I'm a postdoc in Roma Tre University's probability group, interested mostly in mathemitical statistical physics.

I did my PhD at the LPSM with Cristina Toninelli on interacting particle systems, and specifically on kinetically constrained models. This is a family of models studied in physics in order to better understand jamming of glassy and granular materials. You can see my thesis here.

I studied for a B.Sc. in mathematics and physics at the Technion in Haifa (which is also my home town). Other than classes, I also got to work on two research projects, one in probability with Itai Benjamini at the Weizmnn Institute, and the other in experimental physics at Bielefeld university with Armin Gölzhäuser.

After my bachelor's, I moved to Paris and studied for a master's degree in theoretical physics at the ENS. This was a two year program, with two research internships, one for each year. The first year I worked at the LPMA (which turned into LPSM), with Giambattista Giacomin and Cristina Toninelli. Both projects were in mathematical statistical physics, from the mathematical side of it. For my second year's internship I worked with Kay Wiese at the LPTENS, still on statistical physics but from its physics side.

My CV is here.

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The purpose of this project was to try to approach a model with some non-trivial topology from the dynamics point of view. The most famous model with this type of behavior is the XY model in two dimensions. In this model there's a critical temperature, starting from which isolated vortices could appear. Analyzing this model is very difficult already in equilibrium, and adding dynamics on top of that complicates things even further. We've decided to study a one dimensional chain, that still has some interesting topological behavior but is much easier to understand.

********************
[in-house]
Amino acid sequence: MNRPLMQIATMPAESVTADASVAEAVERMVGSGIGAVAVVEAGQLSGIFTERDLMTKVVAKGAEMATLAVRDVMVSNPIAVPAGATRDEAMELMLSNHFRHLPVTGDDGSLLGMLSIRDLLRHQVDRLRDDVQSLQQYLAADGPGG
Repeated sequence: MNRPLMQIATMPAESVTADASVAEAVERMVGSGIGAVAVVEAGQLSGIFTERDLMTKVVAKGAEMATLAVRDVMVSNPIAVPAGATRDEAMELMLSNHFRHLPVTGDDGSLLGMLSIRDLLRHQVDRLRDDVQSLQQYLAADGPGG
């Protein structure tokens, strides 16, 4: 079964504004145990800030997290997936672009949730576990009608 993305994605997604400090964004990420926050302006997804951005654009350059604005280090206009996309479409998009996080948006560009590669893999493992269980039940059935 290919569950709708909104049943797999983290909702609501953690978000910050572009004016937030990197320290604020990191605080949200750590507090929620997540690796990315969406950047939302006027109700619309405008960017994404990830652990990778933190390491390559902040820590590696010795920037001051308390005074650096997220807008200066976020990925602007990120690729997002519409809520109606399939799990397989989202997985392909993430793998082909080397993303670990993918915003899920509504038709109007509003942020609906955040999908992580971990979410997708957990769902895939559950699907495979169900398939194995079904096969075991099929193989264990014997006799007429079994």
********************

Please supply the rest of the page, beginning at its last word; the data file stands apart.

So we take a chain of rotors, $X_1,\dots,X_N$, each lives on the cycle $\mathbb{R}/2\pi\mathbb{Z}$. They interact via the XY Hamiltonian, $H=-J\sum_{i=1} \cos(X_{i}-X_{i-1})$, and in order to see interesting topological effects we take periodic boundary conditions ($X_0=X_N$). When the temperature is fixed and the size of the system goes to infinity, it becomes trivial, because fixing one rotor to whatever value we want costs a finite energy, and once we do that the spins to the right no longer depend on the spins to the left. So correlations decay exponentially fast, and we can't expect to see any global behavior. If we do want to see topological effects, we should take the interaction strength $\beta J$ to infinity with $N$.

Imagine that, for some fixed large $N$, the interaction $\beta J$ is so big, that it forces all angles $X_i-X_{i-1}$ to be very small. This way, the rotors look like a continuous field – give each point $t\in \mathbb{R}/\mathbb{Z}$ the value $X_{\lfloor Nt \rfloor}$. When $N$ is large, we can think of this map as (approximately) a continuous function from $\mathbb{R}/\mathbb{Z}$ to $\mathbb{R}/2\pi\mathbb{Z}$. If this is indeed the case, that function will have a winding number. The winding number is an integer, and it doesn't change under continuous deformations of the field, so if the dynamics we take is continuous, the winding number will stay fixed. An interesting aspect of this behavior is that it could keep the system out of equilibrium. The minimal energy is when the winding number is $0$, so when $\beta J$ is large the equilibrium should concentrate there. So if we start with a configuration whose winding number is non-zero the system could never reach equilibrium, which means that the state is a (meta)stable non-equilibrium state. This will remain true until the continuous field approximation breaks down, and only then the winding number would be able to change.

This approximation of a continuous field is based on the assumption that all the angles between neighboring rotors are small. It's actually not difficult to see that the winding number of the discrete chain could only change when two neighboring rotors point at opposite directions. This costs a free energy barrier that has two parts – the energy difference $2J$, and an entropy term $\log N$ coming from the fact that there are $N$ possible pairs of rotors. In the paper we analyzed the Itô process given by $\text{d}X(t)=-\nabla H \text{d}t + (2 \beta)^{-2} \text{d}B(t)$, which is reversible with respect to the XY measure. We proved that for this process the time it takes to change winding number behaves (roughly) like $\exp(2\beta J - \log N)$.